Desert Toad

Top 32 Phoenix Regionals Report with Seismitoad/Pyroar and Speed Lugia

This past month was an exceptionally good one for the Pokémon TCG. In my mind this is the best the game has been in a long time. Originality is at an all-time high, gameplay is deep, and skill is forefront. Who’d have thought that we’d see so many different variations of Seismitoad emerge or that Donphan would become a tier 1 deck?

At Phoenix Regionals, in the nine rounds on day 1, I played against six different archetypes. Even in matches against the same deck, lists varied greatly. I love seeing variation in lists as I feel diversification keeps the game fresh. You might be matched up against Yveltal and wondering “Do they play Raichu?” “Garbodor?” “3 or 4 Muscle Band?” There are many little unknown nuances in the air which keep you on your toes.

I’m going to begin this article with a recap of my trip to the Phoenix Regional Championships. I’ll discuss my teched out Seismitoad list, which I’m extremely proud of, then move on to card predictions for Cities and decks I feel have a good chance of carrying over to the new format.

Table of Contents

Phoenix Regionals

phoenix arizona flag

I can’t even begin to describe how amazing of a weekend this was. It was full of good food, good friends, and of course Pokémon. I suppose I should focus on the later, but it truly was great taking in the culture of Arizona.

Heading into the tournament, I was feeling pretty good about my deck choice. Much of my early testing revolved around Seismitoad-EX and Landorus-EX. Essentially I was pairing the two strongest Pokémon in the game together. This led me to start looking for a hard counter to the deck and I arrived at Virizion/Genesect. In my mind (although I was not totally accurate, looking back) I felt I was testing the two strongest decks in the format.

This, of course, led me to look for a deck that was strong against both of them and in a way this brought me full circle. What I came up with through both theorizing and testing was that Seismitoad beat one half of the format and Pyroar beat the other half. I figured many players would run Seismitoad, but very few would tech as heavily for the mirror match as I was willing to. Decks would have trouble beating Item lock when I designed my list around keeping ‘Toad alive. Virizion/Genesect was naturally a very big threat, but Pyroar has a strong matchup against V/G.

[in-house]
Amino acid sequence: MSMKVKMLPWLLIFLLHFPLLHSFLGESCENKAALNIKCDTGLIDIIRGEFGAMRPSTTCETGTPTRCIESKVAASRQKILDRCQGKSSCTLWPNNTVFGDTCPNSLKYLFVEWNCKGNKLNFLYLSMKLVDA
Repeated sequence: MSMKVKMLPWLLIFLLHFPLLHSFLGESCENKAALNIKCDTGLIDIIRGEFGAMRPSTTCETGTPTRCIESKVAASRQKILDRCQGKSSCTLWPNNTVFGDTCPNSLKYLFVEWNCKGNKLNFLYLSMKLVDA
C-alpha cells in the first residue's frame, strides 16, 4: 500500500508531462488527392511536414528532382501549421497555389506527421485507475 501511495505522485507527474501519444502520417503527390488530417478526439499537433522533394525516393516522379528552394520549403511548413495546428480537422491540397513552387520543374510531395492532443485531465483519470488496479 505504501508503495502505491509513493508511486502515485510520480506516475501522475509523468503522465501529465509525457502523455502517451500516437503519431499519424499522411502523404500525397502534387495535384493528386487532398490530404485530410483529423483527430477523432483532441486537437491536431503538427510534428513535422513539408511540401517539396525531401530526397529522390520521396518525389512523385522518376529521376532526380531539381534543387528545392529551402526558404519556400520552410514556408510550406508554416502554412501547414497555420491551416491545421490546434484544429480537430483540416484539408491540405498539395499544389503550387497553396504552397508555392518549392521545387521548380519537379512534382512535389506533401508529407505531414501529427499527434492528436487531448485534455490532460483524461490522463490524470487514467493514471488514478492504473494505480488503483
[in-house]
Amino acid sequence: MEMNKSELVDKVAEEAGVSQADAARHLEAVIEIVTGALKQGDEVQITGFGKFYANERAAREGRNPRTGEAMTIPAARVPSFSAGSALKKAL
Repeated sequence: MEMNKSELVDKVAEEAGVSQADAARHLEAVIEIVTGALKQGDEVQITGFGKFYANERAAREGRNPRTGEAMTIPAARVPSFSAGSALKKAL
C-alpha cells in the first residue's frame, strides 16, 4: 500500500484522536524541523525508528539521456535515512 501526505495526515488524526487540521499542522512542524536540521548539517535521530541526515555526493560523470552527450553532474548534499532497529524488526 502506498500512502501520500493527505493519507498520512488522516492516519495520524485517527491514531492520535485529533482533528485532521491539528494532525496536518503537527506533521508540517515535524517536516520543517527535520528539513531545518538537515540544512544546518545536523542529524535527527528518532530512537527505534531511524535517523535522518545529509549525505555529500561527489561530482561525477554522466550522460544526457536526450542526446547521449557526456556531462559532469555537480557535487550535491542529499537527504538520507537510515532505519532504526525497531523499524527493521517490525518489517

My desire to play Pyroar went deeper than just having a strong matchup against Virizion/Genesect. Heading into Regionals, I discussed decks and lists with many of the top players in the game. Their attitude and mine was that Pyroar was simply “not consistent enough to play” and “nobody good would play Pyroar.” The overall consensus was that if you survived the first couple of rounds you would be in the clear. The thought process started reminding me of Klinklang from 2012.

At this point I realized I wanted to play Pyroar in some form, though I agreed that Pyroar was too inconsistent to play by itself and I wasn’t willing to take a quick loss to any Stage 2 decks. This is when I started crafting my Seismitoad/Pyroar deck, and honestly, I’m extremely proud of the list. It took a lot of time and testing, but every card count was chosen for a reason and the deck played beautifully.

Let’s take a look at the list and then I’ll go in-depth on some of my card counts and choices:

Pokémon – 14

3 Seismitoad-EX

2 Mewtwo-EX NXD
3 Litleo FLF 18
3 Pyroar FLF